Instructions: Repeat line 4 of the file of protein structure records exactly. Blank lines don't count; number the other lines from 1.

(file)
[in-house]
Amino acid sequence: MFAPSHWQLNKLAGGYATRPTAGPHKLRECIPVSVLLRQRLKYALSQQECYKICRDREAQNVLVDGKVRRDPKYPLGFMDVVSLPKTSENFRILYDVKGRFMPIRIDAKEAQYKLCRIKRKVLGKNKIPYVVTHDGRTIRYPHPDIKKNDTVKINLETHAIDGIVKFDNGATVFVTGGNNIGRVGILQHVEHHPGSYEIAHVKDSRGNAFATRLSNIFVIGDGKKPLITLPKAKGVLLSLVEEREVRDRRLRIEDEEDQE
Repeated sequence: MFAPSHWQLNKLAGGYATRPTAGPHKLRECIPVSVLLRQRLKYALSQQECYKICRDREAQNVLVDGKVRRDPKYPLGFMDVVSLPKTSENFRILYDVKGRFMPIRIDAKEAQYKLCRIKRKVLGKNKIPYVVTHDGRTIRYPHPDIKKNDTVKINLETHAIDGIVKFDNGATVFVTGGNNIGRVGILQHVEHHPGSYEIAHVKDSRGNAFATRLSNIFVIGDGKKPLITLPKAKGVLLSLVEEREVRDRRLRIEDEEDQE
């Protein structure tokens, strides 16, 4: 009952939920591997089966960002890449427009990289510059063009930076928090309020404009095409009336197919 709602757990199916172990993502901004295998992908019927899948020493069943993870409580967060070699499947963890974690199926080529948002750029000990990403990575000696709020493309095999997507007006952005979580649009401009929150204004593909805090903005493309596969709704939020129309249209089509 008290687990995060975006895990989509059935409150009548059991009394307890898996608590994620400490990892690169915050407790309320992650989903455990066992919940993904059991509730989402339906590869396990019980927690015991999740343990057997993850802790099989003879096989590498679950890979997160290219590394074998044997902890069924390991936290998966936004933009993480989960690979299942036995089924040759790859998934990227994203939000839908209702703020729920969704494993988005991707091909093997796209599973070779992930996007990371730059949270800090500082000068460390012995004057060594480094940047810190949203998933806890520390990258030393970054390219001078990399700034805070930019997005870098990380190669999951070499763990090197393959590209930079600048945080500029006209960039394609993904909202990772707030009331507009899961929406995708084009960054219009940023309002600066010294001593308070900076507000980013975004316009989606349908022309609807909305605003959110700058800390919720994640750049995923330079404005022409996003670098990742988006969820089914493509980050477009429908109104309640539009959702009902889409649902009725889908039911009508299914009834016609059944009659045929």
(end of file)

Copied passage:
């Protein structure tokens, strides 16, 4: 009952939920591997089966960002890449427009990289510059063009930076928090309020404009095409009336197919 709602757990199916172990993502901004295998992908019927899948020493069943993870409580967060070699499947963890974690199926080529948002750029000990990403990575000696709020493309095999997507007006952005979580649009401009929150204004593909805090903005493309596969709704939020129309249209089509 008290687990995060975006895990989509059935409150009548059991009394307890898996608590994620400490990892690169915050407790309320992650989903455990066992919940993904059991509730989402339906590869396990019980927690015991999740343990057997993850802790099989003879096989590498679950890979997160290219590394074998044997902890069924390991936290998966936004933009993480989960690979299942036995089924040759790859998934990227994203939000839908209702703020729920969704494993988005991707091909093997796209599973070779992930996007990371730059949270800090500082000068460390012995004057060594480094940047810190949203998933806890520390990258030393970054390219001078990399700034805070930019997005870098990380190669999951070499763990090197393959590209930079600048945080500029006209960039394609993904909202990772707030009331507009899961929406995708084009960054219009940023309002600066010294001593308070900076507000980013975004316009989606349908022309609807909305605003959110700058800390919720994640750049995923330079404005022409996003670098990742988006969820089914493509980050477009429908109104309640539009959702009902889409649902009725889908039911009508299914009834016609059944009659045929």